2) Scan with a red diode inline with the IR - the divergence of the IR will be greater than the red, so I don't know that this is a complete option.

But, basically if this is going to be open then I want to do everything possible to make sure nobody gets hurt. I can't, in good conscience, put something out that isn't properly protected, as you mentioned.

I'd love to have both an electrical interlock system - with a redundant IC or circuit, and even a mechanical shutter that closes if the scanning mirror stops. Not sure how I'd do this, but I'm open to help on the project.

Maxim was using a 905 nm diode with 5W peak power. The circuit has an adjustable rep-rate - it's set at 1/128us for their demo unit - and and adjustable number of pulses per measurement. Their average power was 3.5mW, which is too high. I can also adjust the on time of the laser to some extent. Unfortunately, their current tape-measure unit has a very slow measurement time - 16ms, so I'll need to speed things up in order to get any sort of decent scan rate.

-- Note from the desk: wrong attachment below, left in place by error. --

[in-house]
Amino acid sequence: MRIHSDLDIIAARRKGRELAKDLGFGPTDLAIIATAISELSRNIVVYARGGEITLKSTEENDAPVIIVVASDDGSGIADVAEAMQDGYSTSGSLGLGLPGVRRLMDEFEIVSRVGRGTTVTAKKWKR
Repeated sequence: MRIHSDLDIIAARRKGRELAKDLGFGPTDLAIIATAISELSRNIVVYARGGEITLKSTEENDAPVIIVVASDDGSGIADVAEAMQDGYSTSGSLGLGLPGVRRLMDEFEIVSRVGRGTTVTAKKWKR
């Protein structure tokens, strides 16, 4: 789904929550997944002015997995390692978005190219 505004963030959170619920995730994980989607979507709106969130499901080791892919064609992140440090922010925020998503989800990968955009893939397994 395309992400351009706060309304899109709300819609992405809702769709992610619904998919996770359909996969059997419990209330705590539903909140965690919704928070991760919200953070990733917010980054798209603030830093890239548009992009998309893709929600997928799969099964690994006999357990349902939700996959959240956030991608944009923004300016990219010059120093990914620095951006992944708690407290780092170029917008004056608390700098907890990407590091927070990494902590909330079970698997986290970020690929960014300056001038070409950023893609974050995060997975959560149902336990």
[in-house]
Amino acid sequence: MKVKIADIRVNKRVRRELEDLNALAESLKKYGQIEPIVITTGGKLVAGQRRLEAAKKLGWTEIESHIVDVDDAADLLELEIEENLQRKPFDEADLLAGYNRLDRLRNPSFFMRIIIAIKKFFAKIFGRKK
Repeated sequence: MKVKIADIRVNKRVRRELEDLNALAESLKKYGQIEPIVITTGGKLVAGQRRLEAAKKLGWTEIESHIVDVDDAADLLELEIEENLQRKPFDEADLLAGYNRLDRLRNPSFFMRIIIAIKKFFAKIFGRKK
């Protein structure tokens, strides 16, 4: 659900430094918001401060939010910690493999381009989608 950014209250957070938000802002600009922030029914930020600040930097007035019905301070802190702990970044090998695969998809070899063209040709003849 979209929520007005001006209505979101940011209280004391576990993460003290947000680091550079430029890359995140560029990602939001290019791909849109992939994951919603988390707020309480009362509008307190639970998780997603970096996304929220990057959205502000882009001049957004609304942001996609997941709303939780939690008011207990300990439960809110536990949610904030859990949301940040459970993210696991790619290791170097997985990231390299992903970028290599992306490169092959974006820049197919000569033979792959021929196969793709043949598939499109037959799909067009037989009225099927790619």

4. ## Re: laser eye safety for a scanning laser rangefinder

Originally Posted by gallamine
My goal is an open-source open-hardware project, and to target it for a sub \$500 sensor. I think it's feasible, but maybe not eye-safe feasible!
Neato vacuum cleaner is \$400 for the whole thing, uses IR laser and, since it's a household item -it must be eye-safe. So I think it answers feasibility question (and hopefully puts a little pressure on that \$500 price ).
Last edited by RobotAtlas; 11-16-2010 at 08:03 PM.

5. ## Re: laser eye safety for a scanning laser rangefinder

Originally Posted by RobotNV
Neato vacuum cleaner is \$400 for the whole thing, uses IR laser and, since it's a household item -it must be eye-safe. So I think it answers feasibility question (and hopefully puts a little pressure on that \$500 price ).